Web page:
Hill End to Spaniard Rocks & Back: Step-by-Step Part 4

As I walked further along the beach from Hill End to Spaniard Rocks, I realised that there were maybe four or five strandlines lying parallel to each other and to the water line. Each line of mainly organic debris was slightly different in its constituents. Similarly, there were changes in the make up and proportions of the animal and plant debris in the strandlines in a linear way as I walked from south to north along the shore. The starfish became less numerous and the numbers of bivalve molluscs and their shells increased,

Most noticeable was the way in which the darker particle component of the strandlines became separated out on the up-shore side of the lines, and formed patterns contrasting with the yellow sand on which it lay. Sometimes there were branching lines of clear spaces, like rivulets running through the black stuff. Sometimes, the black pieces followed and echoed the shallow ripple marks in the sand – either as parallel lines or cross-hatching designs full of beautiful natural abstract compositions. In other places, small obstacles such as seashells had formed little dams to impede the flow of lighter, darker, material as the water that carried it swashed and backwashed over the beach, and this had created distinctive patterns as the water flowed around the barriers.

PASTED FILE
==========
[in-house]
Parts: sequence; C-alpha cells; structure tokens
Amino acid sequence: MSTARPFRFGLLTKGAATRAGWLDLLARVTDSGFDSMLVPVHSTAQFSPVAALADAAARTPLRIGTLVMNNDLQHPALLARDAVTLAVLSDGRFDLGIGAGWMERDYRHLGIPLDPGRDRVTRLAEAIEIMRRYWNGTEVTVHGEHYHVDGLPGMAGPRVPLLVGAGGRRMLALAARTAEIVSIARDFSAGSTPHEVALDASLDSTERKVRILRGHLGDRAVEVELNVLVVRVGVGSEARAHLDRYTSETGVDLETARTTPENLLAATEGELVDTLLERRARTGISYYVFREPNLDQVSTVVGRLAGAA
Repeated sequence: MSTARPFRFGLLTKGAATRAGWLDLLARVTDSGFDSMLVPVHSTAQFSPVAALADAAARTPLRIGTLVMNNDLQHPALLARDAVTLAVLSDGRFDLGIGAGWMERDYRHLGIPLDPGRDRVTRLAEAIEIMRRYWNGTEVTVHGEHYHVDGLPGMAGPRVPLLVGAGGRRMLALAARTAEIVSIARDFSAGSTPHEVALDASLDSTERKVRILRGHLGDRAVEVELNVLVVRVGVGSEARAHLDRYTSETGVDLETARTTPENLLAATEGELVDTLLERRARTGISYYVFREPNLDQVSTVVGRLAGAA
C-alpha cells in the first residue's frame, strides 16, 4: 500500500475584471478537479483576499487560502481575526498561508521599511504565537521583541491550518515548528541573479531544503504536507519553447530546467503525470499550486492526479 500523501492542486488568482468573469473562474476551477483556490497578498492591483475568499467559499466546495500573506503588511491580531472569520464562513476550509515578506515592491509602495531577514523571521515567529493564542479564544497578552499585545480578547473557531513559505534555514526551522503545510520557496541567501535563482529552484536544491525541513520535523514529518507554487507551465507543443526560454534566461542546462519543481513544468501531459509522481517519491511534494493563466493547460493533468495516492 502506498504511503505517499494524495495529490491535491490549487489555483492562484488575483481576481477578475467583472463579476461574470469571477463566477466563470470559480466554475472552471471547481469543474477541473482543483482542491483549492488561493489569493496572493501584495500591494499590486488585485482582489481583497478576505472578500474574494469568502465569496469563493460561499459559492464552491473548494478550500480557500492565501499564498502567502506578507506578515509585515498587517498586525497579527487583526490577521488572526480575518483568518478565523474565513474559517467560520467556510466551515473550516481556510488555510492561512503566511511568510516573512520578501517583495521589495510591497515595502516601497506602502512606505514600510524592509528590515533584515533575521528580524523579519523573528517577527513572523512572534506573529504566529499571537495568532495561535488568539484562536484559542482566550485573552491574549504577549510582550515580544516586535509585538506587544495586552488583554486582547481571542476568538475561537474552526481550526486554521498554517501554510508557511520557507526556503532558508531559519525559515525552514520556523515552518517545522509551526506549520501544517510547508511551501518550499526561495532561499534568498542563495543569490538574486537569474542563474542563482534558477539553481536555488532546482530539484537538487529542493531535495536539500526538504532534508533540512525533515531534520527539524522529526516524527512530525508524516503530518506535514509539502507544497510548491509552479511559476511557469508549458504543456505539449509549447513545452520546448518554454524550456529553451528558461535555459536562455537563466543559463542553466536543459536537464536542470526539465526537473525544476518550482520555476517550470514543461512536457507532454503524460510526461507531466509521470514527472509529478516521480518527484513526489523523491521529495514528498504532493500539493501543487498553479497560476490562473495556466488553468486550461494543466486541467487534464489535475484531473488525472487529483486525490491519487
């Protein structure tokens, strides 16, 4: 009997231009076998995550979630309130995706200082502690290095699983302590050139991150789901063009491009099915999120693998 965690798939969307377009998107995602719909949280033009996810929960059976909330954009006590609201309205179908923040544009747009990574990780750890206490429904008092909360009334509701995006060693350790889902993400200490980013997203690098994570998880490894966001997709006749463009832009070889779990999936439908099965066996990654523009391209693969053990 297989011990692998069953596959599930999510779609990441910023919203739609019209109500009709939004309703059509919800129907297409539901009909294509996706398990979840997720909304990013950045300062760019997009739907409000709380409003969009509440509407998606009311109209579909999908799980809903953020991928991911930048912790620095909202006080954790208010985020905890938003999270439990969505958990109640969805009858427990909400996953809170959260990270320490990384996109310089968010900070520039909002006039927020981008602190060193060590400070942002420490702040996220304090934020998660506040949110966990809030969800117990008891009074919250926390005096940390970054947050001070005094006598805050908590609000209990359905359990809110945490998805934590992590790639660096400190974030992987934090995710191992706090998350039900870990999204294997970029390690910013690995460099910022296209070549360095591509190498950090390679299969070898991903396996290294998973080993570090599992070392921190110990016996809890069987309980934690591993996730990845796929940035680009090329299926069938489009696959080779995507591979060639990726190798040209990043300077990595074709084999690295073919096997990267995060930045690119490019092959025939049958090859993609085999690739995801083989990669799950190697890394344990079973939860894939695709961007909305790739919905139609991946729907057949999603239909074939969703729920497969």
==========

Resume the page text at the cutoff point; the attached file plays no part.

I was curious about what made up the fine black material responsible for the patterns. I took some samples to look at under the microscope when I got home.

6 thoughts on “Hill End to Spaniard Rocks & Back: Step-by-Step Part 4

  1. I saw a black pearl in one of your past entries, Jessica. Do you think that was the coal dust on Rhossili beach?
    Bob

  2. Any small agent of irritation in the shell-creating fleshy mantle of the living oyster can cause a lump or an actual oyster in response to the intruding particle. It might have been a bit of coal dust but equally it could have been a grain of sand or fragment of broken shell. I do not think the colour of the black pearl was caused by coal dust in the water; the entire shell was also blackened. A more likely explanation is that the empty shell with its pearl-like lump were buried for a considerable time deep in the anoxic sediments where the activities of anaerobic bacteria create black iron sulphides that stain buried objects.

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